Wednesday, February 27, 2013

dalí's adventures in wonderland

in 1969, salvador dalí illustrated the classic lewis carroll novel, alice in wonderland.

there are a total of 12 illustrations, but these are my favorite.


Down the Rabbit Hole

Advice From a Caterpillar

Mad Tea Party

The Mock Turtle's Story

Sunday, February 24, 2013

jupiter, moons, and comets

two comets visible from the southern hemisphere are caught in this lovely timelapse by alex cherney:

Comets Lemmon and PanSTARRS sweeping through the Southern Skies from Alex Cherney on Vimeo.

and a couple pictures of the recent conjunction of the moon and jupiter shot from around australia. 

from angel lopez-sanchez:

from david finlay:

Saturday, February 23, 2013

infinity handshake

shhhh.... don't tell anyone.   this is our new secret handshake, ok?! 

Friday, February 22, 2013

Thursday, February 21, 2013

name that space rock!

this is a fun game to play with your friends: name that space rock!   amaze your friends with the knowledge you gain after reading through this informative graphic by tim lillis!

credit: narwhal creative

unfortunately, i cannot say that knowing the difference between these space rocks has ever helped me in a pub quiz, but that doesnt mean it wont in the future!

Tuesday, February 19, 2013

near earth objects

last weekend was a big one for objects moving near and through earth's atmosphere!  the event many people had been looking forward to was the close pass of asteroid 2012 DA 14

it passed overhead during the second night of the return to operations for the 4-meter telescope on siding spring observatory after the fires swept through a month ago.  here are the images captured of DA14, which you can watch as a video below, put together by angel lopez-sanchez

colin legg made this lovely video of the event from his view in western australia.  what strikes me is just how many things are moving.   the points of light that all stay still relative to each other are all distant stars.   the asteroid is visible coming into the view from the left side, and a meteor flashes brightly as it disintegrates. all the other faint moving things are man-made satellites (i'm pretty sure)...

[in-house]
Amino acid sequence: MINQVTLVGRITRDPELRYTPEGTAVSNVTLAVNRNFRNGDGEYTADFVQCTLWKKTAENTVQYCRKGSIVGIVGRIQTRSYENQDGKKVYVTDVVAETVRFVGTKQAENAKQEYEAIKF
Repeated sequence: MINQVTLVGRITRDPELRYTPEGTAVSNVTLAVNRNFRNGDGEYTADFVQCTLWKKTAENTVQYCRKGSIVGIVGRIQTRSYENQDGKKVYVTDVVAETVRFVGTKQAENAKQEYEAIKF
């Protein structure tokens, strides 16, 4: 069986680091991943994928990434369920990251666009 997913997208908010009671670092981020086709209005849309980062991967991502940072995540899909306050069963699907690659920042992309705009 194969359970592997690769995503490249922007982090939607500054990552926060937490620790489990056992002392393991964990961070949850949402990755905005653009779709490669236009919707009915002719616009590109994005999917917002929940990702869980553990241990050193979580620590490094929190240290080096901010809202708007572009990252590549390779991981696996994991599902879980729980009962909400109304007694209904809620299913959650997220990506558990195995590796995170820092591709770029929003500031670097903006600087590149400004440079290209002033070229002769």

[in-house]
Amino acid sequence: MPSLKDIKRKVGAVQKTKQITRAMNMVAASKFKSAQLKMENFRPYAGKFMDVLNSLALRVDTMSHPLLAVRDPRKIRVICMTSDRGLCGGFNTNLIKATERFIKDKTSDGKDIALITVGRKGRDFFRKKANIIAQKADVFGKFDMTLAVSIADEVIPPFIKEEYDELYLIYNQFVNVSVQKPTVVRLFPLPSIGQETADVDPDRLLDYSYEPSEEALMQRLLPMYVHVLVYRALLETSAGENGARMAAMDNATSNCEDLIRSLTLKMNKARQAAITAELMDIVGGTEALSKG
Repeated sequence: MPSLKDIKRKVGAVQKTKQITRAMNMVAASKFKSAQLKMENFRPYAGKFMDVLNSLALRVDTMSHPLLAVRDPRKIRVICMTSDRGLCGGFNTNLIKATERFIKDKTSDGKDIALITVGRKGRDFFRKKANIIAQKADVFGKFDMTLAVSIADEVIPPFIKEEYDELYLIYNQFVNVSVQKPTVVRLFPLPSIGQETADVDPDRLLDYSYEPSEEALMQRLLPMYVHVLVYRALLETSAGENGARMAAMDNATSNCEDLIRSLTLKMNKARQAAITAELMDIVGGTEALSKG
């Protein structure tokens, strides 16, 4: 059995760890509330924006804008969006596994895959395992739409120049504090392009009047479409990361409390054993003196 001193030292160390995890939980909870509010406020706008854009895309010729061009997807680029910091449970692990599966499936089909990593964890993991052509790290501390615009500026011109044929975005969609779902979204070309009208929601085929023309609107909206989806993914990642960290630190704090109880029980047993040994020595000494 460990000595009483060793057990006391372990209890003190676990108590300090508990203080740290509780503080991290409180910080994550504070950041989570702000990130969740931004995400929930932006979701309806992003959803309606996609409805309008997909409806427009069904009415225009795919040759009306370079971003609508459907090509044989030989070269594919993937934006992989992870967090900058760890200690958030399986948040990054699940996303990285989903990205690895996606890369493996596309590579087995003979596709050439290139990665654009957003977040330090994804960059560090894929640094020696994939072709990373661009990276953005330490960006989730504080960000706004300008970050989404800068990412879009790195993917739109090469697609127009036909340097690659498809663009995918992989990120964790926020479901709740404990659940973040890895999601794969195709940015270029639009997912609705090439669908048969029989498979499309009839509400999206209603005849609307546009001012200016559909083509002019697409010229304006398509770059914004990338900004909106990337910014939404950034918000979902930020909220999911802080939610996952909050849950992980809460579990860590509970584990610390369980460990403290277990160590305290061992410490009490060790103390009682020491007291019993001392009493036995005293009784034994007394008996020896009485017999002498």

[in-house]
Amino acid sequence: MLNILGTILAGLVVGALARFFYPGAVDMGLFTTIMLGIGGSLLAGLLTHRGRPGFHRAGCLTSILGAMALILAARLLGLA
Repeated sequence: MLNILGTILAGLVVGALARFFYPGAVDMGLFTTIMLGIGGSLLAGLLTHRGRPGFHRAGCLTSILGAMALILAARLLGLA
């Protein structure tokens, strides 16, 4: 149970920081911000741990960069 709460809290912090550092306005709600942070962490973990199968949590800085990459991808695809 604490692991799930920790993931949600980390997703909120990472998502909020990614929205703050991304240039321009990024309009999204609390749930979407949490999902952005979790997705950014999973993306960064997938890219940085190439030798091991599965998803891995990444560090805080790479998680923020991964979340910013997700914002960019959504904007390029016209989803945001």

Night Wanderers from Colin Legg on Vimeo.

the serendipitous capture of the meteor is great because it highlights that small rocks are burning up in our atmosphere all the time.

and this brings me to the next big event, which trumped the asteroid thanks to the dramatic views and unexpected havoc it wreaked: the 17 meter wide meteorite that streaked across the sky to a land in russia about 8 hours before asteroid 2012 DA14 went by.

thanks to quick thinking at the time of the events and some forensic astronomy, it's clear that the building-sized asteroid, the huge surprise russian meteorite, and even the meteor that shot over the san fransisco bay area the next day, have nothing to do with each other and should not be cause of any "the world is ending" level of worry.  (please)

of course when we imagine asteroid impacts, we think about the big one that wiped out the dinosaurs and wonder "why isnt NASA protecting us?"  at least some members of the US government are asking similar questions and also recognize that we did predict asteroid 2012 DA 14, something we would not have been able to do decades ago because we just didnt have the technology. 

NASA has a near earth asteroid program which is always tracking objects that present potential risk.  but of course more funding is needed to continue these programs and develop technologies to change the potential path of an asteroid headed toward earth, if that is the best course of action for humans.   maybe americans should consider investing more than the current 0.5% of its federal budget towards NASA ($17 billion of the $3.7 trillion US budget), considering it was investing 4% at the time of the space race.

NASA isnt the only solution, though, and i think we should be funding private companies as well to develop telescopes and other technologies.

in the meantime, enjoy the show from the sky!

Saturday, February 16, 2013

rockstar or physicist?

back when i was a wee college student and had just started studying physics, i joined a rock band in cincinnati, ohio.  we called ourselves perelandra and played out pretty regularly for a couple years.  i remember getting recognized a few times around town and felt incredibly flattered.   i enjoyed the gig very much and i somewhat facetiously thought to myself, "am i going to be a rock star or an astrophysicist?"  ;) 

just this week, some video footage from a show we did in 1999 surfaced, and i watched with excited trepidation.   wow did i have long hair, and a little hippy shimmy up on stage!  some parts of this 45 minute set were a cringe-worthy to my ears, but overall i'm pleased to share it.   i'm amazed that some songs i had completely forgotten about came flooding back to my head with complete lyrics.